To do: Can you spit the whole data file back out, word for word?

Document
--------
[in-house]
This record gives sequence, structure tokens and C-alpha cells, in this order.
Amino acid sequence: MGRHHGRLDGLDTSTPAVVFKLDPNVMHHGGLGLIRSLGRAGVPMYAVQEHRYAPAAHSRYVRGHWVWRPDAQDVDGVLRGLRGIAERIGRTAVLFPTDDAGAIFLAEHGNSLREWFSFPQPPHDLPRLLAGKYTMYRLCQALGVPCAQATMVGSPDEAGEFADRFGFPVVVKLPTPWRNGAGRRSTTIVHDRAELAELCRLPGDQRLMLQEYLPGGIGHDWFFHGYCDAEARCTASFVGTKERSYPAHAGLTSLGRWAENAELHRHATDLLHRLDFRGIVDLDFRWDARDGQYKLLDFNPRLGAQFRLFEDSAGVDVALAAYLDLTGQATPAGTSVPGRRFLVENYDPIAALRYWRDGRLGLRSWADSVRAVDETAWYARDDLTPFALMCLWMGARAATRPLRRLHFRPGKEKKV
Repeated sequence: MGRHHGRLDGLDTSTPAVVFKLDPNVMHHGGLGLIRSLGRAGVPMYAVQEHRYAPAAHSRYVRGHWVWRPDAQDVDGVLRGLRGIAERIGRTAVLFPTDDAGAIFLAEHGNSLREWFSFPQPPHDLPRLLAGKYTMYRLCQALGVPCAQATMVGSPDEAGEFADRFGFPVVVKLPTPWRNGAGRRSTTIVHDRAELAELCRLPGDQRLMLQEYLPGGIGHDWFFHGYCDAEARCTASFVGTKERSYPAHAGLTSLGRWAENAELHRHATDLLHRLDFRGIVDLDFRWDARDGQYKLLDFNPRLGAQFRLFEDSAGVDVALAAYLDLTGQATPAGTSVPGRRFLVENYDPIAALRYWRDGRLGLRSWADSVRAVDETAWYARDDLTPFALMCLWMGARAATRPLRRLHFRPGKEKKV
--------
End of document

[in-house]
This record gives sequence, structure tokens and C-alpha cells, in this order.
Amino acid sequence: MGRHHGRLDGLDTSTPAVVFKLDPNVMHHGGLGLIRSLGRAGVPMYAVQEHRYAPAAHSRYVRGHWVWRPDAQDVDGVLRGLRGIAERIGRTAVLFPTDDAGAIFLAEHGNSLREWFSFPQPPHDLPRLLAGKYTMYRLCQALGVPCAQATMVGSPDEAGEFADRFGFPVVVKLPTPWRNGAGRRSTTIVHDRAELAELCRLPGDQRLMLQEYLPGGIGHDWFFHGYCDAEARCTASFVGTKERSYPAHAGLTSLGRWAENAELHRHATDLLHRLDFRGIVDLDFRWDARDGQYKLLDFNPRLGAQFRLFEDSAGVDVALAAYLDLTGQATPAGTSVPGRRFLVENYDPIAALRYWRDGRLGLRSWADSVRAVDETAWYARDDLTPFALMCLWMGARAATRPLRRLHFRPGKEKKV
Repeated sequence: MGRHHGRLDGLDTSTPAVVFKLDPNVMHHGGLGLIRSLGRAGVPMYAVQEHRYAPAAHSRYVRGHWVWRPDAQDVDGVLRGLRGIAERIGRTAVLFPTDDAGAIFLAEHGNSLREWFSFPQPPHDLPRLLAGKYTMYRLCQALGVPCAQATMVGSPDEAGEFADRFGFPVVVKLPTPWRNGAGRRSTTIVHDRAELAELCRLPGDQRLMLQEYLPGGIGHDWFFHGYCDAEARCTASFVGTKERSYPAHAGLTSLGRWAENAELHRHATDLLHRLDFRGIVDLDFRWDARDGQYKLLDFNPRLGAQFRLFEDSAGVDVALAAYLDLTGQATPAGTSVPGRRFLVENYDPIAALRYWRDGRLGLRSWADSVRAVDETAWYARDDLTPFALMCLWMGARAATRPLRRLHFRPGKEKKV